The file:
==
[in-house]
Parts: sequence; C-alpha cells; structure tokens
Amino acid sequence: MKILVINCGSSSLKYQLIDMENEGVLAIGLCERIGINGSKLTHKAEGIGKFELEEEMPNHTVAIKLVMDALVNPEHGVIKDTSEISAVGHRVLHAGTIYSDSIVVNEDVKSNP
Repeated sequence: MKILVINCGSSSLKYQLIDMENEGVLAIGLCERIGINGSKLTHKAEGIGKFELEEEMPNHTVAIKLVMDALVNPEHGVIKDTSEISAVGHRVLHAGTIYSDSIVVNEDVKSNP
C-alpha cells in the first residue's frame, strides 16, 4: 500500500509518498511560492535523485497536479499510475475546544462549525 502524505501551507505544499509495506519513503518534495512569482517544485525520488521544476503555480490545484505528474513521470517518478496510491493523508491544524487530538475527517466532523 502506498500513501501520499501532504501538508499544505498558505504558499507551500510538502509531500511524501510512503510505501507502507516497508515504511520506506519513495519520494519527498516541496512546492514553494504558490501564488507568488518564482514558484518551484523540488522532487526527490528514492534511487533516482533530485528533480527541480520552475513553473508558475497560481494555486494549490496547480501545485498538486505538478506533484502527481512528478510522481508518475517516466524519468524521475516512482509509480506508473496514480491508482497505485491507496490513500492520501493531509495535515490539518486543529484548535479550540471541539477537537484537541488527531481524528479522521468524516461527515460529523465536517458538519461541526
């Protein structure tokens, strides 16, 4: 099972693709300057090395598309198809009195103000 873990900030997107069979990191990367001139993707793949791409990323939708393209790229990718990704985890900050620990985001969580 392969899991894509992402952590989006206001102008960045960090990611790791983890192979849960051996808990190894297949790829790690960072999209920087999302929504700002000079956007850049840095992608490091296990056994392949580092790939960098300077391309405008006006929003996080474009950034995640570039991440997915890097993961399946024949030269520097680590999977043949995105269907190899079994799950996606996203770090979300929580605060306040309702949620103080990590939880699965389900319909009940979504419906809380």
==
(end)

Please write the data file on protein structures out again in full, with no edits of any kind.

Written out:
[in-house]
Parts: sequence; C-alpha cells; structure tokens
Amino acid sequence: MKILVINCGSSSLKYQLIDMENEGVLAIGLCERIGINGSKLTHKAEGIGKFELEEEMPNHTVAIKLVMDALVNPEHGVIKDTSEISAVGHRVLHAGTIYSDSIVVNEDVKSNP
Repeated sequence: MKILVINCGSSSLKYQLIDMENEGVLAIGLCERIGINGSKLTHKAEGIGKFELEEEMPNHTVAIKLVMDALVNPEHGVIKDTSEISAVGHRVLHAGTIYSDSIVVNEDVKSNP
C-alpha cells in the first residue's frame, strides 16, 4: 500500500509518498511560492535523485497536479499510475475546544462549525 502524505501551507505544499509495506519513503518534495512569482517544485525520488521544476503555480490545484505528474513521470517518478496510491493523508491544524487530538475527517466532523 502506498500513501501520499501532504501538508499544505498558505504558499507551500510538502509531500511524501510512503510505501507502507516497508515504511520506506519513495519520494519527498516541496512546492514553494504558490501564488507568488518564482514558484518551484523540488522532487526527490528514492534511487533516482533530485528533480527541480520552475513553473508558475497560481494555486494549490496547480501545485498538486505538478506533484502527481512528478510522481508518475517516466524519468524521475516512482509509480506508473496514480491508482497505485491507496490513500492520501493531509495535515490539518486543529484548535479550540471541539477537537484537541488527531481524528479522521468524516461527515460529523465536517458538519461541526
């Protein structure tokens, strides 16, 4: 099972693709300057090395598309198809009195103000 873990900030997107069979990191990367001139993707793949791409990323939708393209790229990718990704985890900050620990985001969580 392969899991894509992402952590989006206001102008960045960090990611790791983890192979849960051996808990190894297949790829790690960072999209920087999302929504700002000079956007850049840095992608490091296990056994392949580092790939960098300077391309405008006006929003996080474009950034995640570039991440997915890097993961399946024949030269520097680590999977043949995105269907190899079994799950996606996203770090979300929580605060306040309702949620103080990590939880699965389900319909009940979504419906809380």